Overall cereal grain production rose 24.3 per cent to 20.78m tonnes in 2011, the national statistics office has said, as reported in the local press. Output of maize reached 11.6m tonnes and that of wheat 7.1m tonnes, making Romania Europe’s second and fifth largest producer of the crops, respectively.
Agriculture was an important driver of the economy last year, accounting for 0.7 points of Romania’s 2.5 per cent GDP growth and making up between 8 per cent and 10 per cent of overall GDP, according to Lucian Anghel, chief economist of Banca Comerciala Romana (BCR), the country’s biggest bank. Farming took up some of the slack from other sectors that have slowed, such as real estate.
Most reports have dwelled on the effects of good weather on swelling the crop. But Anghel points out that much of Europe enjoyed favourable weather conditions in 2011 and that Romania’s output growth was considerably higher than the EU average.
Stelian Fuia, agriculture minister, told beyondbrics that rising commodity prices and more effective delivery of subsidies were important factors. He notes that Romania has reduced the area of agricultural land not under cultivation from 3m to 1m hectares over recent years partly due to these incentives.
Romania has improved its absorption of crucial EU funding, which is being used to promote farm consolidation, upgrade rural infrastructure and construct processing facilities for agricultural produce. According to Fuia, the EU’s 2007-2013 funding package can be spent up until 2015; this far, absorption stands at 40 per cent and the minister is confident that the remainder of the cash can be allocated in the next three and a half years.
It will be needed. Growth may be eye-catching but it is from a low base. Yield in kilograms per hectare terms grew by around half last year – but only from 51 per cent of the EU average to 67 per cent, says Anghel. As a report published by BCR last year noted, productivity remains low due to a lack of investment in things like machinery and irrigation, a small skills base and fragmented land, in which many still operate as subsistence farmers and more produce only small surpluses. Subsidies have helped the sector’s revival but they remain low by European standards, at around €120-140 per hectare, whereas they are as much as €460-480 in the Netherlands (where costs are also admittedly high).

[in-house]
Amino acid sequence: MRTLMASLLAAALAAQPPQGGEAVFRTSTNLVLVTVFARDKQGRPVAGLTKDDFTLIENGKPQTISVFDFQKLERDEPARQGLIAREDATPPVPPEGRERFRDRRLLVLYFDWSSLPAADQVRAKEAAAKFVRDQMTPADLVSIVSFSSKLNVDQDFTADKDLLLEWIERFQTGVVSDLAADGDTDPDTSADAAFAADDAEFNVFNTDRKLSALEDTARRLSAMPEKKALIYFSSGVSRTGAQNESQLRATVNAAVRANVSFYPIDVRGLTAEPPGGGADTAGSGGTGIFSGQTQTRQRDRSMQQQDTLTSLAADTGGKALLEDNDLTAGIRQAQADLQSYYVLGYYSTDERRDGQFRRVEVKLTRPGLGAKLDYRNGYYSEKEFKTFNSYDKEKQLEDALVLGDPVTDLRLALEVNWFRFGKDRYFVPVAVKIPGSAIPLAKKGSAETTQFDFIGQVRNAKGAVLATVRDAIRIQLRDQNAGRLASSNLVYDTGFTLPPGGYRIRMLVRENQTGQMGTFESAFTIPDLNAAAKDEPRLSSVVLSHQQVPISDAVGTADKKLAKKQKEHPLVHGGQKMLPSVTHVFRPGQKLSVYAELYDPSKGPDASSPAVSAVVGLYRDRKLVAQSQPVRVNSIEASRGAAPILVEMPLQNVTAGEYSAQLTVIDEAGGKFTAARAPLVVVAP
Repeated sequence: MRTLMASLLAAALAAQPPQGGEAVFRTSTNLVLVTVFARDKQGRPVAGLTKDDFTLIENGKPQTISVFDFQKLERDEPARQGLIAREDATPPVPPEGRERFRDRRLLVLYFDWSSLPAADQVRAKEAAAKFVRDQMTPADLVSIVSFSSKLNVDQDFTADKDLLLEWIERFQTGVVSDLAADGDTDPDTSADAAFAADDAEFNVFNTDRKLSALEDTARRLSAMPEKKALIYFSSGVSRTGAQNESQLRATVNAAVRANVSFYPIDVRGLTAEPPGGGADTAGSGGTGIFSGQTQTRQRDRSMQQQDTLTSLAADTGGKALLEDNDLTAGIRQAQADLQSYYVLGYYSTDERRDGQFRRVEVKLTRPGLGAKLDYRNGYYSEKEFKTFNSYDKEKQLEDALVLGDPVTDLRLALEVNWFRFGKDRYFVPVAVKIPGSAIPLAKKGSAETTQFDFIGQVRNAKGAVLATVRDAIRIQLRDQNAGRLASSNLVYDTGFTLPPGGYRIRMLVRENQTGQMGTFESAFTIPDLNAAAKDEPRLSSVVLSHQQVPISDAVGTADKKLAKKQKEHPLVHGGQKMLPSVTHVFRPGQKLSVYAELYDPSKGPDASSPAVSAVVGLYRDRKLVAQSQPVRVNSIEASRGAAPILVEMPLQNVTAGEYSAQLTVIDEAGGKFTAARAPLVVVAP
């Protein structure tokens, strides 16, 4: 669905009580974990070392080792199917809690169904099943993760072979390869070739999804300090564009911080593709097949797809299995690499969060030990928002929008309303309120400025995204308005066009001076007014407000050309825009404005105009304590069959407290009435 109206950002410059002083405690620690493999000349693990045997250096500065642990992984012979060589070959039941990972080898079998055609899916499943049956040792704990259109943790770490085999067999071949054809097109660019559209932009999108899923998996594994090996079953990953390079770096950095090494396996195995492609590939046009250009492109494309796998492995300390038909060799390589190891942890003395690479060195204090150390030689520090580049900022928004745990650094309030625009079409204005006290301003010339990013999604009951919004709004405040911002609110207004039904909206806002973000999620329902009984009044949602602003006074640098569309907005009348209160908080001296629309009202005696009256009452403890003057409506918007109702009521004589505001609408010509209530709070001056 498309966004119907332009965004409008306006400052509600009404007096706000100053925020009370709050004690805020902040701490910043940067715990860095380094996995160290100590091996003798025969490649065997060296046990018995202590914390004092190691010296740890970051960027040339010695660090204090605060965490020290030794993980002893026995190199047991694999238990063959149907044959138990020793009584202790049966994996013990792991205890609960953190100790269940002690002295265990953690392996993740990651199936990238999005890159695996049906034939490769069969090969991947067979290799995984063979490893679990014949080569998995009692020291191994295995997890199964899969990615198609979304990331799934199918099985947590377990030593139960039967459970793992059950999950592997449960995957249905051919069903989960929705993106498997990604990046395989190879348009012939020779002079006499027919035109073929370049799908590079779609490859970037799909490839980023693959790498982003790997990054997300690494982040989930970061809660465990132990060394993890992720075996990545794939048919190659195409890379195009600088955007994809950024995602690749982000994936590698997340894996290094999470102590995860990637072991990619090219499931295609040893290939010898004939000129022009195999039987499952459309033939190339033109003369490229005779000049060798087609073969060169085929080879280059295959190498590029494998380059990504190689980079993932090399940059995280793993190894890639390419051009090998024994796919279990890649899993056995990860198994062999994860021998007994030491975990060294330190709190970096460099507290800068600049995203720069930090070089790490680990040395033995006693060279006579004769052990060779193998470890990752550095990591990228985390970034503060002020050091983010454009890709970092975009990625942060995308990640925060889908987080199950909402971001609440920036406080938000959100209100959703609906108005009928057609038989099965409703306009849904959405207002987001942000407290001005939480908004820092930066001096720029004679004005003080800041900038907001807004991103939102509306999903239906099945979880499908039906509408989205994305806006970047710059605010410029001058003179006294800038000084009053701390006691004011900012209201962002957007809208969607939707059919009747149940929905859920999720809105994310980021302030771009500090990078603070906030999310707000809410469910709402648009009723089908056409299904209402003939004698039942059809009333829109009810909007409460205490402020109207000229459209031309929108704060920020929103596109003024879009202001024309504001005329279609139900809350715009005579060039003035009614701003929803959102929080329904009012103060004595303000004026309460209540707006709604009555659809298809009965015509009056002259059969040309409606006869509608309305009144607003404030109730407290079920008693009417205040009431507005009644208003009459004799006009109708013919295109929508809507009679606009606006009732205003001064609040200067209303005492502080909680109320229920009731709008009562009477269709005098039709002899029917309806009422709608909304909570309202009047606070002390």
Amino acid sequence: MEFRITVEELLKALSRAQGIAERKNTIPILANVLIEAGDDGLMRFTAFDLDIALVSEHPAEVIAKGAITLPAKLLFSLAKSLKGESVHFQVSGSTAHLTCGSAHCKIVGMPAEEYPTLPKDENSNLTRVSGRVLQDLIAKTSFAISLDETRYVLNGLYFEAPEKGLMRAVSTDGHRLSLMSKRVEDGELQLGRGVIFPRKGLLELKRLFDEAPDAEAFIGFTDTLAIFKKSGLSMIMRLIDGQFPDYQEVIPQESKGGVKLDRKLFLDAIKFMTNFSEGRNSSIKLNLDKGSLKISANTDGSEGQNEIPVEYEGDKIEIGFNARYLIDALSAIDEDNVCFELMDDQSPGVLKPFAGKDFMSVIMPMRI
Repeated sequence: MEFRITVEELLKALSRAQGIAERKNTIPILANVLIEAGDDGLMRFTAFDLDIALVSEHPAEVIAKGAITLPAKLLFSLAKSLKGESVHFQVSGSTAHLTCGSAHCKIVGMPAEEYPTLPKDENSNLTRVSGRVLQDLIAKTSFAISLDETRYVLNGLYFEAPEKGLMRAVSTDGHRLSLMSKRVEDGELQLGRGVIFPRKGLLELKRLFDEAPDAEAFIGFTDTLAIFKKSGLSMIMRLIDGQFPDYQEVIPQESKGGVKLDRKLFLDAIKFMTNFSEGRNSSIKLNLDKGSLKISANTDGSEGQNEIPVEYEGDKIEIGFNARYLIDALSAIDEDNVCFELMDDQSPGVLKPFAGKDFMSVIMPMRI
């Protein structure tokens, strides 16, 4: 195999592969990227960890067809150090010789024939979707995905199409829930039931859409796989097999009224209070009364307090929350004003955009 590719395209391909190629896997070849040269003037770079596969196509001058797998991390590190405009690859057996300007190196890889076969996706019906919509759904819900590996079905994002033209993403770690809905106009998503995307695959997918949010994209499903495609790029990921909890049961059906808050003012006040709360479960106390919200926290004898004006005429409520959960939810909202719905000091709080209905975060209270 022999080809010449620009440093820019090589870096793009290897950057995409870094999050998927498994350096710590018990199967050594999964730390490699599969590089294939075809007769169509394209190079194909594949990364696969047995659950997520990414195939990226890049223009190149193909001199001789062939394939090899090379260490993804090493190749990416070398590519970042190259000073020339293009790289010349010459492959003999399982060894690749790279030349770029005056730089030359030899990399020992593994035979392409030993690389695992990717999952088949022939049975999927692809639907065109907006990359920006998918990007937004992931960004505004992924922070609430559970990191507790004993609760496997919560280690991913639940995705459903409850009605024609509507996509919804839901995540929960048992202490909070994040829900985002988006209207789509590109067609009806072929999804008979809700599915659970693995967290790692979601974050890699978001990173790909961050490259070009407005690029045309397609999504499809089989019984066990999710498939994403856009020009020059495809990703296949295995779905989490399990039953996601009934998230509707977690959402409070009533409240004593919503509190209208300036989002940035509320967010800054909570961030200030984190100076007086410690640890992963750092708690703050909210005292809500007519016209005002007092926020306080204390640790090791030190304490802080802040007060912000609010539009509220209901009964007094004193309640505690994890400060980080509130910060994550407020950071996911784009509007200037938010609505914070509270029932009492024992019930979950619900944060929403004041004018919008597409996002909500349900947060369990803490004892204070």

Anghel sees closing the output gap as both a challenge and an opportunity.
“Romanian agriculture is currently operating at only around half of its productivity potential, compared to leaders like France,” he told beyondbrics. “But that potential is huge. Romania has good land, a major port at Constanta, access to the Danube, and EU funding absorption can increase further. Our major cereal export markets include Syria, Saudi Arabia and Egypt, so we’re less vulnerable to the eurozone crisis.”
Fuia says that effective allocation of Union funds is a priority for the coming years, particularly to encourage farmers to integrate smallholdings into more efficient and productive larger farms and to encourage the young and skilled to move back to the countryside.
To this end, the minister has floated the possibility of establishing a land bank to aid consolidation and support young farmers. Local press reports have suggested that this could be a tactic to limit land ownership by foreigners through giving priority to Romanians. Fuia denies this and says he values the capital, knowledge and technology brought by foreign investors. Non-Romanian firms already own around 8.5 per cent of land under cultivation, including major players with tens of thousands of hectares. Fuia hopes that the government’s policies will make it easier for more Romanian farmers to reach the same scale and participate in their country’s resurgent agricultural sector.
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